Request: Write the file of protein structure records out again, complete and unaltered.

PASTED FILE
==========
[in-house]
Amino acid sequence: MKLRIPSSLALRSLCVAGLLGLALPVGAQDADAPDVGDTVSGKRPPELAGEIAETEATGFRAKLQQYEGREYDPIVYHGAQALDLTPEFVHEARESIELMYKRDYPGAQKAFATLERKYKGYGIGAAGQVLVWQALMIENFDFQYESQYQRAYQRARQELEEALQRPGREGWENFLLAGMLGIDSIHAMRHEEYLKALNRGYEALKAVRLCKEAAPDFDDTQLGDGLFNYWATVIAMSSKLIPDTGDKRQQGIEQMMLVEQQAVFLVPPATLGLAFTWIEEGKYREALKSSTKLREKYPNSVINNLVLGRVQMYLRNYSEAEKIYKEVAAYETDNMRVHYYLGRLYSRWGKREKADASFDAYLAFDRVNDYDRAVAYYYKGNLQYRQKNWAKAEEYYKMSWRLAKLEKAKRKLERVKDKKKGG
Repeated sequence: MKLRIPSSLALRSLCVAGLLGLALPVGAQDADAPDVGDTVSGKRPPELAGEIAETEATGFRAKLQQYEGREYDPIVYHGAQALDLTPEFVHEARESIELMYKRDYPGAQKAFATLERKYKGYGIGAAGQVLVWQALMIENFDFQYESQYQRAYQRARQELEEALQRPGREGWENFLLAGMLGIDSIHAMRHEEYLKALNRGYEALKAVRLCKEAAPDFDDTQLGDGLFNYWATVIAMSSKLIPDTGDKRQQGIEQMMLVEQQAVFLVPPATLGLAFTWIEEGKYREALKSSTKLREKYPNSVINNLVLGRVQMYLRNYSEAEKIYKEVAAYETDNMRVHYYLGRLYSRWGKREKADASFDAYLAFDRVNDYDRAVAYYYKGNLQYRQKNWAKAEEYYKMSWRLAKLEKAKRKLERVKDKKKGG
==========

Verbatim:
[in-house]
Amino acid sequence: MKLRIPSSLALRSLCVAGLLGLALPVGAQDADAPDVGDTVSGKRPPELAGEIAETEATGFRAKLQQYEGREYDPIVYHGAQALDLTPEFVHEARESIELMYKRDYPGAQKAFATLERKYKGYGIGAAGQVLVWQALMIENFDFQYESQYQRAYQRARQELEEALQRPGREGWENFLLAGMLGIDSIHAMRHEEYLKALNRGYEALKAVRLCKEAAPDFDDTQLGDGLFNYWATVIAMSSKLIPDTGDKRQQGIEQMMLVEQQAVFLVPPATLGLAFTWIEEGKYREALKSSTKLREKYPNSVINNLVLGRVQMYLRNYSEAEKIYKEVAAYETDNMRVHYYLGRLYSRWGKREKADASFDAYLAFDRVNDYDRAVAYYYKGNLQYRQKNWAKAEEYYKMSWRLAKLEKAKRKLERVKDKKKGG
Repeated sequence: MKLRIPSSLALRSLCVAGLLGLALPVGAQDADAPDVGDTVSGKRPPELAGEIAETEATGFRAKLQQYEGREYDPIVYHGAQALDLTPEFVHEARESIELMYKRDYPGAQKAFATLERKYKGYGIGAAGQVLVWQALMIENFDFQYESQYQRAYQRARQELEEALQRPGREGWENFLLAGMLGIDSIHAMRHEEYLKALNRGYEALKAVRLCKEAAPDFDDTQLGDGLFNYWATVIAMSSKLIPDTGDKRQQGIEQMMLVEQQAVFLVPPATLGLAFTWIEEGKYREALKSSTKLREKYPNSVINNLVLGRVQMYLRNYSEAEKIYKEVAAYETDNMRVHYYLGRLYSRWGKREKADASFDAYLAFDRVNDYDRAVAYYYKGNLQYRQKNWAKAEEYYKMSWRLAKLEKAKRKLERVKDKKKGG